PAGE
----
August 26 is Antoine Lavoisier’s birthday. Lavoisier was the French chemist considered the Father of Modern Chemistry.
Lavoisier was the man largely responsible for guiding chemistry from the hands of alchemists and into a scientific discipline. Prior to Lavoisier, those that studied chemical properties still worked under assumptions passed on from Medieval alchemists. Knowledge was recorded in arcane language and cryptic symbolism. One widely held belief of the time was the idea of phlogiston. Phlogiston was a component of fire and named after the Greek word for inflammable. Everything that could be burned contained phlogiston. Scientists saw that when something is burned, it weighed less afterward. This change in weight was due to the release of the burned object’s phlogiston to the air. The less residue left from burning, the more phlogiston was released. Phlogiston theory also explained why some metal calx (calx was the alchemical term we know today as an oxide) could be heated with charcoal and produce the original metal. The phlogiston from the charcoal was transferred to metal calx and produced the metal as a result. This led to one of the main problems with the theory. When metals are heated in air, the resulting calx weighed more than the original metal. According to theory, the metal should have released phlogiston to the air and weighed less, not more.
Lavoisier took a closer look at what happens when you burn things. His experiments showed combustion required air to occur. Joseph Priestley had recently found an interesting type of air he collected from heating mercury calx. Burning objects in this air would burn brighter and longer. Priestly felt his air caused this by being free of phlogiston, allowing the burning objects near it to give up their phlogiston easier. Lavoisier was intrigued by Priestley’s “dephlogisticated air”. His studies of Priestley’s air found it contained two components. One part would react with metal and supported respiration. The other part did not react with metal and worked as an asphyxiant. He later found that many acids contained the breathable part of this air. He named this part oxygène from the Greek ‘acid generator’. Lavoisier came up with his own theory of combustion that involved oxygen. The other air was found to be similar to Joseph Black’s “fixed air” found in weak alkaline substances.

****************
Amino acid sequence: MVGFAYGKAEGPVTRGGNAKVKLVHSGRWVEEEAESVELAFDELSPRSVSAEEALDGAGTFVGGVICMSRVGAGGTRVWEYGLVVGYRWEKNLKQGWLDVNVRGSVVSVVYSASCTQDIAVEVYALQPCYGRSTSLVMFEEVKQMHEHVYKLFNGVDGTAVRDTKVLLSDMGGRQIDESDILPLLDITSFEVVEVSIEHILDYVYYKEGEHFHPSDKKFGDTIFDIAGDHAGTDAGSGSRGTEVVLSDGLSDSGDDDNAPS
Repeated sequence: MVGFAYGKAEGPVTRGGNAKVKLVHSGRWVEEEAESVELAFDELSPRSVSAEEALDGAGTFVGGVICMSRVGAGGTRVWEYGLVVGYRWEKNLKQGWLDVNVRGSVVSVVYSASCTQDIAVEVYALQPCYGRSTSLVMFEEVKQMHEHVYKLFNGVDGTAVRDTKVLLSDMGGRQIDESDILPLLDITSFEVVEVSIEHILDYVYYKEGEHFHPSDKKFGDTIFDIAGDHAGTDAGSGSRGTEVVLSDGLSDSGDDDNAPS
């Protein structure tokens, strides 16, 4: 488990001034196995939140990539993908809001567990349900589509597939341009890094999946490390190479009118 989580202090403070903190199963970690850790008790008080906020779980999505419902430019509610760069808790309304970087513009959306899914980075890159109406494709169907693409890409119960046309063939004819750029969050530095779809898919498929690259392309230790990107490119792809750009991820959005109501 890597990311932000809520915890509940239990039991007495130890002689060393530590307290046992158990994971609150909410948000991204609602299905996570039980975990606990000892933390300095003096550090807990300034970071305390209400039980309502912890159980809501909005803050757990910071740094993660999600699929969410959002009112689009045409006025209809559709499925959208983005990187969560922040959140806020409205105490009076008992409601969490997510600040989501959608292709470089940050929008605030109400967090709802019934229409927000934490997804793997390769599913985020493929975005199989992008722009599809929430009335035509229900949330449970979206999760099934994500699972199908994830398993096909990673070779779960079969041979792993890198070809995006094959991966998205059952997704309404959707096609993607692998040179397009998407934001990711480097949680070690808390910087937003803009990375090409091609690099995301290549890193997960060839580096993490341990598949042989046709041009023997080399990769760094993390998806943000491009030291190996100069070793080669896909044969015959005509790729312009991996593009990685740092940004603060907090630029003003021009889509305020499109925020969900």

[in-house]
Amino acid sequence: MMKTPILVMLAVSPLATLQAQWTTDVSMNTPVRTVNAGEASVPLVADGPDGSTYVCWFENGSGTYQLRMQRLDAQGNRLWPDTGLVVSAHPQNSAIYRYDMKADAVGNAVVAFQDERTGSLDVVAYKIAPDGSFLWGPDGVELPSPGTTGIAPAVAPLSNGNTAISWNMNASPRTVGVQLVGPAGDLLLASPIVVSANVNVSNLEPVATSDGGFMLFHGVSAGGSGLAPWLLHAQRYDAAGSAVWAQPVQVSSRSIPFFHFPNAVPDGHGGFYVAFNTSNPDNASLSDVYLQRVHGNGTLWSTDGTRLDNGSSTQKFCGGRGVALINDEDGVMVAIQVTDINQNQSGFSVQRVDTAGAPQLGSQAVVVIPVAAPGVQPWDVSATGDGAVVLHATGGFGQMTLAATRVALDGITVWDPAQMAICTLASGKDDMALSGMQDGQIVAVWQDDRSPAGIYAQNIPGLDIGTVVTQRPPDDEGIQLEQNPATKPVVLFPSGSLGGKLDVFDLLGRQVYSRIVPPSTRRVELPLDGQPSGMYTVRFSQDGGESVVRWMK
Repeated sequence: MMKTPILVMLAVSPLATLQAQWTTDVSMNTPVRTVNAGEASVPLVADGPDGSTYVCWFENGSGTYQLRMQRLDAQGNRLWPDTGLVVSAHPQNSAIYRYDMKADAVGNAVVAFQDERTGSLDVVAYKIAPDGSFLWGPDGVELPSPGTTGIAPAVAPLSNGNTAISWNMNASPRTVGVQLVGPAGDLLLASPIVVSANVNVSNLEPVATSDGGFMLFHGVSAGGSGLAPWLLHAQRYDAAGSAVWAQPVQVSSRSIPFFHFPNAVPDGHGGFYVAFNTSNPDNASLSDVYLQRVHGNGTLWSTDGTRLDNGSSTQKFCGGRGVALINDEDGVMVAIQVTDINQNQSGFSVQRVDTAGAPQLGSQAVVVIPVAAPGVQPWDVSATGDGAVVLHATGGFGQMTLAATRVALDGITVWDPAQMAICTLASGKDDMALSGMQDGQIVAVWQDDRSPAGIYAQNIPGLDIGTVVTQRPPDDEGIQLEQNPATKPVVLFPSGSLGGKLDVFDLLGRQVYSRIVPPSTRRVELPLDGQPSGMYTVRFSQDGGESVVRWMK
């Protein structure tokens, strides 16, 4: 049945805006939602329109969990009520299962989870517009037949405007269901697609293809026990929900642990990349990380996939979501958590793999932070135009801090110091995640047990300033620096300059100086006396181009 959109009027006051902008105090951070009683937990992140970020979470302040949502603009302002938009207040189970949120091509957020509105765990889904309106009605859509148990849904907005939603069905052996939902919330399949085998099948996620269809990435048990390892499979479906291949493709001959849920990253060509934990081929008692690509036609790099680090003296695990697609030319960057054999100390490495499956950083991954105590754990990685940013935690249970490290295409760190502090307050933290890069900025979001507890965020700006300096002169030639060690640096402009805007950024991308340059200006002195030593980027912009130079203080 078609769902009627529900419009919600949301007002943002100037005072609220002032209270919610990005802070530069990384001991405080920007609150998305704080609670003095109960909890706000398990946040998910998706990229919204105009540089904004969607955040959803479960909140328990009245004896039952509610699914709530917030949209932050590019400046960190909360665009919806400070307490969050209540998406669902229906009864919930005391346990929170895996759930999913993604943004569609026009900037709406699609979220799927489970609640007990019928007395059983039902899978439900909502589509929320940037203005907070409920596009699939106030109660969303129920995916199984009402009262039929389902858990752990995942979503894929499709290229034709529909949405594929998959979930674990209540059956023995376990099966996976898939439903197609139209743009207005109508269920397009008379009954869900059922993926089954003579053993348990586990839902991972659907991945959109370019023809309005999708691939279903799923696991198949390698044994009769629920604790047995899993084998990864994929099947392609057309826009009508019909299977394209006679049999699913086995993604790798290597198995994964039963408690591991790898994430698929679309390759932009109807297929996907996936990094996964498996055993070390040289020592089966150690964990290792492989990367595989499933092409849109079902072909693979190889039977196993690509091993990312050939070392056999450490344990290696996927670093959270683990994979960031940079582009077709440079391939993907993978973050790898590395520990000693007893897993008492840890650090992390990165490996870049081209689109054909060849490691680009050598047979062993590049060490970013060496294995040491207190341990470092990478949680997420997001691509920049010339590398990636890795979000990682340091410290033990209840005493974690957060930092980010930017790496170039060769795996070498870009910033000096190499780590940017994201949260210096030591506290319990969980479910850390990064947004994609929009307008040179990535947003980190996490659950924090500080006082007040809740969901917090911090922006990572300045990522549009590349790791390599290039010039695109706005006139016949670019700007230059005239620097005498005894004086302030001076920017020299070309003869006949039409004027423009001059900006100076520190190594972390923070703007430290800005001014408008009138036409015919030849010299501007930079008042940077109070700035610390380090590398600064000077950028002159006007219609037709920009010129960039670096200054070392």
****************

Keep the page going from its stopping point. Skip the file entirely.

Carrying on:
One side effect of Lavoisier’s attack on phlogiston theory was showing water was not an element. Henry Cavendish was an English chemist who discovered “inflammable air”. This air would not burn unless it was mixed with normal air and then would burn violently and form a liquid. Testing showed this liquid was water. Lavoisier reacted inflammable air with pure oxygen and produced water. This showed water was made up of both oxygen and inflammable air. Lavoisier named this air hydrogène (water generator).
He denounced the idea of phlogiston and called on chemists to base their beliefs on observation, not stories. His textbook Traité élémentaire de Chimie (Elementary Treatise of Chemistry) outlined theories of light, caloric combustion, and a list of simple substances which was the first listing of chemical elements. It also contained one of the first laws of conservation of mass. When a reaction takes place, nothing is gained, nothing is lost, everything is transformed. Lavoisier introduced new nomenclature to chemistry worked out with other notable French chemists. Terms like oxides replaced the old term calx. Degrees of oxidation of acids would contain the suffix -ic and -ous like sulfuric or sulfurous acid. Salts formed from these acids would gain -ate and -ite like copper sulfate and copper sulfate. This textbook became a standard for any student serious about the study of chemistry.